Sunday, 31 May 2015

Getting fit

So I've started this blog to provide an honest account of motherhood - the challenges I've faced since having a baby (the biggest one by far being PND - see 'My Story' blog post to find out more) and the ones that are underway or yet to come. 

Now that I feel fairly mentally fit to be a mother, I've decided it's time to concentrate on my physical fitness.

Until now I've definitely been an unfit and unhealthy mummy with a diet that consists of (far too much) wine, chocolate, leftover fishfingers and more wine. Not good! It feels like crunch time - I either stop caring and totally let myself go or I give myself a firm kick up my (wobbly) backside and get the hell off the sofa.

I don't really want to give up wine, chocolate or fishfingers but I'm fed up with feeling lazy and lethargic and I hate how chunky I've become since having a baby. So it's off to the gym I go - with my wobbly fat arse and a red wine hangover!

I'll let you know how I get on if I manage to make it back without collapsing!

Me right now:

Me in 6 months time?

Saturday, 16 May 2015

My story

Its mental health awareness week so now seems like a good time to finally launch my blog. I battled with post natal depression for over 3 years and this is my story.

After almost a year of trying for a baby, we eventually fell pregnant and couldn't more excited, happier and hopeful for our future as a family. While many of my friends who were pregnant at the same time suffered terribly with morning sickness, I had an easy pregnancy and enjoyed pretty much the whole 9 (10!) months. My husband said he'd never seen me so happy and I truly felt it. Pregnancy brought out the best in me - I loved being taken care of, growing a new life inside me and feeling like I had a purpose in life. Being a half glass empty kind of person, I secretly worried that I would be susceptible to the 'baby blues' but I had always been maternal and good with kids so my over-riding feeling was that I'd be ok. I could do this!

My labour was exhausting as it lasted 3 days. From the start of my contractions on a Friday evening to the time my son was born on a Monday morning, I'd been in and out of hospital twice, had numerous pain relieving drugs, been awake for almost 72 hours and had various instruments of torture inflicted upon me! None of this was in my water birth plan but it was all worth it in the end when my beautiful son eventually emerged in fine healthy form....with a scrunched up red face and the loudest scream I'd ever heard!

I imagine birth is a traumatic experience for a baby (thank god none of us can actually remember it!) and his certainly had been eventful. Little wonder he came out screaming really. Unfortunately he continued screaming for the first 6 months of his life and this was, I believe, the main trigger for my depression.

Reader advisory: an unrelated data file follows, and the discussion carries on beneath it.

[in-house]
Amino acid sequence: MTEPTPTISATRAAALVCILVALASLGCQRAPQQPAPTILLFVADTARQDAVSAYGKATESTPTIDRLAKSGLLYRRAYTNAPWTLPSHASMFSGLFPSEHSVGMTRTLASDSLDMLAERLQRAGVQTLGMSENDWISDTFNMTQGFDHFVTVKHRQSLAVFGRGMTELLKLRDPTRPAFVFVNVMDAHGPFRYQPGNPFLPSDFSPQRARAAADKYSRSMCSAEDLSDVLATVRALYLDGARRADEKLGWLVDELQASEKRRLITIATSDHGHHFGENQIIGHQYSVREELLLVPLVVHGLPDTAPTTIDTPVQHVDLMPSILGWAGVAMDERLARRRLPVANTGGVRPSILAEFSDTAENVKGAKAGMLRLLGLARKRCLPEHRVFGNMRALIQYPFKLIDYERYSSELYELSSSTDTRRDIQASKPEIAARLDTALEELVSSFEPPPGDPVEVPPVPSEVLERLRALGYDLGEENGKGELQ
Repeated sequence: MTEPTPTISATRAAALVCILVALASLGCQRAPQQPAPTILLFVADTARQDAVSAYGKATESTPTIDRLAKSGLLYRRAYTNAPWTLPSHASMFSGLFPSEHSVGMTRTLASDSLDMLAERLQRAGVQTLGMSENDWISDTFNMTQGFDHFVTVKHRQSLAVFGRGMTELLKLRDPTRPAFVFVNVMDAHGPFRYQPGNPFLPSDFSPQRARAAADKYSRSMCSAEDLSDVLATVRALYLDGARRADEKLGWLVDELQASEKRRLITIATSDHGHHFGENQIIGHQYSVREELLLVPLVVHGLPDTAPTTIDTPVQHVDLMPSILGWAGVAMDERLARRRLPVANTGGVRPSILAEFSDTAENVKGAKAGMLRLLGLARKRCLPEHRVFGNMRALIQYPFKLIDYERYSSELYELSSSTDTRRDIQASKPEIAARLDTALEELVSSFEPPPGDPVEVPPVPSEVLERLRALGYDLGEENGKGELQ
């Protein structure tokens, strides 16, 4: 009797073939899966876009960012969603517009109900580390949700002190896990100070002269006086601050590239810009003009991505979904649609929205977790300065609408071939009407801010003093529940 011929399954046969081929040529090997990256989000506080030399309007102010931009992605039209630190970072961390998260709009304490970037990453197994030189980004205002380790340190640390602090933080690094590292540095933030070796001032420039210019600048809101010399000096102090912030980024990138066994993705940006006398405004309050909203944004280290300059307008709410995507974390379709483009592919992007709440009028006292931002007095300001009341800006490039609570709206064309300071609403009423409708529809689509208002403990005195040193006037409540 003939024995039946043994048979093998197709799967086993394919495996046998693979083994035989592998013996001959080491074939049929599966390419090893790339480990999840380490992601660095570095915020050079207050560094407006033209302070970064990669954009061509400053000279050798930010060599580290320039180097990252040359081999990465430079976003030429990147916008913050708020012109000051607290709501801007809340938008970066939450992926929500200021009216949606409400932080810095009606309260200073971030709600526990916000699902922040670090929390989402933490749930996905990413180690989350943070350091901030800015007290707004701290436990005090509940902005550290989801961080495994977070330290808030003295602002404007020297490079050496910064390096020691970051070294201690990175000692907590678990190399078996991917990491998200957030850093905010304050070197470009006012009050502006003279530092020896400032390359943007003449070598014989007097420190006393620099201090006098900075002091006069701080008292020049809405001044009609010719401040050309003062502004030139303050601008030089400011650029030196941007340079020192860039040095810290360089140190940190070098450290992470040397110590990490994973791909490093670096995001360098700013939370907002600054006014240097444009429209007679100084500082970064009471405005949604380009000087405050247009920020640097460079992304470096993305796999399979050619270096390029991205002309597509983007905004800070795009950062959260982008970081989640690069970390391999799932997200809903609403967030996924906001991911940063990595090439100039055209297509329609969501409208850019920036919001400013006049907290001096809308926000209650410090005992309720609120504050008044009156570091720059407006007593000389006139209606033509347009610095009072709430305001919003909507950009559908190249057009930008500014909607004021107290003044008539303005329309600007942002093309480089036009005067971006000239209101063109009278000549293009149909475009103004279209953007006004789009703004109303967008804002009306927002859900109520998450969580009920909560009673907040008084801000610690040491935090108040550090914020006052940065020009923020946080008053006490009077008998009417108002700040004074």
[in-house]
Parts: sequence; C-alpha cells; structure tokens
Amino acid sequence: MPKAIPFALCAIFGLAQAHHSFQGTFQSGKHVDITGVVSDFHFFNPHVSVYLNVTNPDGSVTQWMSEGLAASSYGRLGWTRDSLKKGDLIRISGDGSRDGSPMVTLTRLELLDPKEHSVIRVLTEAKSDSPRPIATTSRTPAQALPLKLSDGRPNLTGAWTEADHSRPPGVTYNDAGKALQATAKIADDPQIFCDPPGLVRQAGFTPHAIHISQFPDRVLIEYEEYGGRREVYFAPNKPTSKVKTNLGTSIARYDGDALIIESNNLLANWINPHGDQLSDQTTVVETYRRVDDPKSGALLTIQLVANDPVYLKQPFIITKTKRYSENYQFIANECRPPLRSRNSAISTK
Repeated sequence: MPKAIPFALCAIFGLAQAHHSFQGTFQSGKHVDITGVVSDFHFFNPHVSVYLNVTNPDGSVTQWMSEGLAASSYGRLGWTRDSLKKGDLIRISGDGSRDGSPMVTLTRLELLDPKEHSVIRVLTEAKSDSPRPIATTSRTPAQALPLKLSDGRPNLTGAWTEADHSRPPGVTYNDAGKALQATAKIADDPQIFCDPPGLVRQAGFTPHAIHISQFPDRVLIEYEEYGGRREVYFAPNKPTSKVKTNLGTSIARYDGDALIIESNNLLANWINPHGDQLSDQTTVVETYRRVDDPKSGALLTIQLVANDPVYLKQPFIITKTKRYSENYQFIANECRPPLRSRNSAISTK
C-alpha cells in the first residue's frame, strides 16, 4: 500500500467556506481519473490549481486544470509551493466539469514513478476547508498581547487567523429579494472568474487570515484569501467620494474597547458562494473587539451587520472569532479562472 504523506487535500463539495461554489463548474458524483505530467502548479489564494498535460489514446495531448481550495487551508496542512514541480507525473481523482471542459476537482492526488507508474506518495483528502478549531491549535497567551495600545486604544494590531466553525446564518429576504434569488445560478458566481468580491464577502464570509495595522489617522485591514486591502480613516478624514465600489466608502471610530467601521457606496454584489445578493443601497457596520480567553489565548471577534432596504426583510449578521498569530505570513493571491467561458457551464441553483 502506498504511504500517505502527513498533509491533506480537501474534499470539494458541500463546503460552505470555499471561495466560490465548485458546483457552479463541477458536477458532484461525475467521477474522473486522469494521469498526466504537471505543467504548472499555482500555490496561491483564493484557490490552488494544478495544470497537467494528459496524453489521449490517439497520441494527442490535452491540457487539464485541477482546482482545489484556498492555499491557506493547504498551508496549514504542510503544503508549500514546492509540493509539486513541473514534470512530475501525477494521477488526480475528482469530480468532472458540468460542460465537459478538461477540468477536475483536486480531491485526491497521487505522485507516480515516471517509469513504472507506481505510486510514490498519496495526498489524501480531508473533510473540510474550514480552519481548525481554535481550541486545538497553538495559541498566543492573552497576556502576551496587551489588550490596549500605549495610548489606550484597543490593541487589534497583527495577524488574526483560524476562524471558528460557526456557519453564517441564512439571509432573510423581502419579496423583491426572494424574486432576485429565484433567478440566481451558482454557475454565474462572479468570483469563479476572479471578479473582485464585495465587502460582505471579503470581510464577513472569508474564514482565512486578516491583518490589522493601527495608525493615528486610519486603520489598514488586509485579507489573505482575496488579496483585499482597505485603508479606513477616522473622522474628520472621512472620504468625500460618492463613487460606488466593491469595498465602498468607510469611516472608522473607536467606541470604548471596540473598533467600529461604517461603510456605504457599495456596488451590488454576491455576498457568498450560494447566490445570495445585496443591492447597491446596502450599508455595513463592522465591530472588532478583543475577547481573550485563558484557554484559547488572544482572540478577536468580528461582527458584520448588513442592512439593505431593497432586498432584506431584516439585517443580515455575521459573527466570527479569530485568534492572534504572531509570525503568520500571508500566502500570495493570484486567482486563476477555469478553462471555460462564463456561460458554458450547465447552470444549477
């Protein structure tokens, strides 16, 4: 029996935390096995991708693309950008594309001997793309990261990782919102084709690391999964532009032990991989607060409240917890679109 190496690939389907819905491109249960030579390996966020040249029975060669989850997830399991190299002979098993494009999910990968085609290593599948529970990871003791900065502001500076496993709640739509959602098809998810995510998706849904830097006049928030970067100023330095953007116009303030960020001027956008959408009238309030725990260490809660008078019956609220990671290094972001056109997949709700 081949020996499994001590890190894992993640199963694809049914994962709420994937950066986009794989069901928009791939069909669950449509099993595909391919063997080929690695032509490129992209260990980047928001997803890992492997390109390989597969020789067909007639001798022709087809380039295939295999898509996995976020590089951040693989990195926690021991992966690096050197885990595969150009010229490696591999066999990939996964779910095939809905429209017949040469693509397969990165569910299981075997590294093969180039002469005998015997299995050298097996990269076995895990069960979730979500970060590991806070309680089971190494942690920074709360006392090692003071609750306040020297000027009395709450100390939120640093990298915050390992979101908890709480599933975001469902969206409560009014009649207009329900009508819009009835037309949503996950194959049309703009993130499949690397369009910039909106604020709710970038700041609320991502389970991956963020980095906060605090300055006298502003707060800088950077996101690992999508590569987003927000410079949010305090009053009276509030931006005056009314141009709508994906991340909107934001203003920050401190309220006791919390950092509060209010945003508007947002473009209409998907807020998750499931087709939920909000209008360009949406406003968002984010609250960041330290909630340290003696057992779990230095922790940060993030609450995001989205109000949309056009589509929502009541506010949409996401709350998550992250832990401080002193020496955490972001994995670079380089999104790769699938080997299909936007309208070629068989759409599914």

The books and internet all tell you that, as a mother, you'll quickly learn to interpret your baby's cries and, as their needs are pretty simple (tired, hungry, wet/ dirty nappy, need a cuddle) they'll stop crying once you meet them. Bullshit! What if they're crying for none of the above reasons but there's something seriously wrong that you can't see? Or if they're frustrated because Mummy isn't making everything better? Or if they're just upset at being forced to live in the outside world after 9 (10!) long months of warmth and protection in your tummy??

I tried to tell myself the crying wasn't as bad as I thought and I was being over-sensitive due to lack of sleep. No one else seemed to be worried so maybe this was normal?? I tried to convince myself that everything would be better if I could only get some rest but I was breastfeeding every 3 hours for up to an hour and he screamed as soon as I took him off the breast - as well as screaming when he was falling asleep and the second he woke up. Surely this couldn't be normal?!

Attempting to pull myself together, I sought professional advice from my health visitor and personal advice from my family as my rational self was telling me there must be something wrong with my child for him to be crying so much for no apparent reason. Everyone firmly reassured me there was nothing wrong with him and he was a normal baby. If this was true, the only logical conclusion I could come to was that there must be something wrong with me and I was an unfit mummy. I felt like a complete failure and was consumed with sadness, anger and frustration. And tears that just wouldn't stop.

I was sad that motherhood wasn't anything like I'd imagined but most of all I was angry and scared. I was angry with my baby and I was angry with myself. The strength of my feelings scared the shit out of me and I was afraid I would hurt my baby. I wanted someone to take him away from me. I wanted to leave his pushchair in the street and walk away because I couldn't bear the sight of him and how he made me feel. Or how I made him feel. I wish I'd never had him. I wanted to put him up for adoption. I didn't deserve him and he certainly didn't deserve me as a mother, poor thing. I didn't feel any love for him and didn't think I ever would. I definitely wasn't fit to be a mother and I knew it. I'm crying as I write this.